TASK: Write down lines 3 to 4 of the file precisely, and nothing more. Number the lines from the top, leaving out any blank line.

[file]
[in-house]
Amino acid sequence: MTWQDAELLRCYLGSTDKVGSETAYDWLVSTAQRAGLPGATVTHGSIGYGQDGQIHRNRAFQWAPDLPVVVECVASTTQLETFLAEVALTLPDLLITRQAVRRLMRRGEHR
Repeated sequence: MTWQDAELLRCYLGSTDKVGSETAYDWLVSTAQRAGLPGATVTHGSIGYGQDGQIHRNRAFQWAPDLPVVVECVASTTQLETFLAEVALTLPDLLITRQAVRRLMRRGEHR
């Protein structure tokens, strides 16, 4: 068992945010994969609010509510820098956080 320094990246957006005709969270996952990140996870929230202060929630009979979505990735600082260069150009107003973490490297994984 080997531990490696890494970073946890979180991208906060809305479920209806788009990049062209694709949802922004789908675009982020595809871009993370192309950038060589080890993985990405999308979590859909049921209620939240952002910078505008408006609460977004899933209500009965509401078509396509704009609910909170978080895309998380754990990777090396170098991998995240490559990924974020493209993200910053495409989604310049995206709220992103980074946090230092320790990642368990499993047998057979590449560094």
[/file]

Repeated sequence: MTWQDAELLRCYLGSTDKVGSETAYDWLVSTAQRAGLPGATVTHGSIGYGQDGQIHRNRAFQWAPDLPVVVECVASTTQLETFLAEVALTLPDLLITRQAVRRLMRRGEHR
């Protein structure tokens, strides 16, 4: 068992945010994969609010509510820098956080 320094990246957006005709969270996952990140996870929230202060929630009979979505990735600082260069150009107003973490490297994984 080997531990490696890494970073946890979180991208906060809305479920209806788009990049062209694709949802922004789908675009982020595809871009993370192309950038060589080890993985990405999308979590859909049921209620939240952002910078505008408006609460977004899933209500009965509401078509396509704009609910909170978080895309998380754990990777090396170098991998995240490559990924974020493209993200910053495409989604310049995206709220992103980074946090230092320790990642368990499993047998057979590449560094």